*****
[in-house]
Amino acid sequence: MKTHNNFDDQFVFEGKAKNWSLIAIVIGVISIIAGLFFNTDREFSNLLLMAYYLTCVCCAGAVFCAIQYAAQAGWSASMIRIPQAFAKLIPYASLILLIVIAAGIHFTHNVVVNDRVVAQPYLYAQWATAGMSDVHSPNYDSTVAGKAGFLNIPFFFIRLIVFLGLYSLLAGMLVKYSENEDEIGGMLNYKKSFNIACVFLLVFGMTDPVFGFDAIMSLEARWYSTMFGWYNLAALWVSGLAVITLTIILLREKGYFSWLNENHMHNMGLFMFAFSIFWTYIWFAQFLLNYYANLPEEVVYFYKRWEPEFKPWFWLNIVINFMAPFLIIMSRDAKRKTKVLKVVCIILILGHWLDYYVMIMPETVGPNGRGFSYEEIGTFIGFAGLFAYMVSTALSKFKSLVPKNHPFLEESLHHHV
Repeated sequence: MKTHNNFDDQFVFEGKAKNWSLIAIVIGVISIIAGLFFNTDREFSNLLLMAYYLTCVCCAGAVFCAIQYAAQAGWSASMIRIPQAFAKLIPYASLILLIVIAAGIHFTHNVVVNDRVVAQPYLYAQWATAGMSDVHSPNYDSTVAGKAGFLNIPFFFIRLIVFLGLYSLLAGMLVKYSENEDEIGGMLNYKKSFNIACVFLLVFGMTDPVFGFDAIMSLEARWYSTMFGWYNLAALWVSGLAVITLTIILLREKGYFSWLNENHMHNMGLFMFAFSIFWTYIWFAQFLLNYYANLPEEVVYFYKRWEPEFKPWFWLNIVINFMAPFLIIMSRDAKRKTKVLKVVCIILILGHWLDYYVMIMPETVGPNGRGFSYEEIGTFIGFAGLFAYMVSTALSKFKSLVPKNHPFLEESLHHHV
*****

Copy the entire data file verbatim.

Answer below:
[in-house]
Amino acid sequence: MKTHNNFDDQFVFEGKAKNWSLIAIVIGVISIIAGLFFNTDREFSNLLLMAYYLTCVCCAGAVFCAIQYAAQAGWSASMIRIPQAFAKLIPYASLILLIVIAAGIHFTHNVVVNDRVVAQPYLYAQWATAGMSDVHSPNYDSTVAGKAGFLNIPFFFIRLIVFLGLYSLLAGMLVKYSENEDEIGGMLNYKKSFNIACVFLLVFGMTDPVFGFDAIMSLEARWYSTMFGWYNLAALWVSGLAVITLTIILLREKGYFSWLNENHMHNMGLFMFAFSIFWTYIWFAQFLLNYYANLPEEVVYFYKRWEPEFKPWFWLNIVINFMAPFLIIMSRDAKRKTKVLKVVCIILILGHWLDYYVMIMPETVGPNGRGFSYEEIGTFIGFAGLFAYMVSTALSKFKSLVPKNHPFLEESLHHHV
Repeated sequence: MKTHNNFDDQFVFEGKAKNWSLIAIVIGVISIIAGLFFNTDREFSNLLLMAYYLTCVCCAGAVFCAIQYAAQAGWSASMIRIPQAFAKLIPYASLILLIVIAAGIHFTHNVVVNDRVVAQPYLYAQWATAGMSDVHSPNYDSTVAGKAGFLNIPFFFIRLIVFLGLYSLLAGMLVKYSENEDEIGGMLNYKKSFNIACVFLLVFGMTDPVFGFDAIMSLEARWYSTMFGWYNLAALWVSGLAVITLTIILLREKGYFSWLNENHMHNMGLFMFAFSIFWTYIWFAQFLLNYYANLPEEVVYFYKRWEPEFKPWFWLNIVINFMAPFLIIMSRDAKRKTKVLKVVCIILILGHWLDYYVMIMPETVGPNGRGFSYEEIGTFIGFAGLFAYMVSTALSKFKSLVPKNHPFLEESLHHHV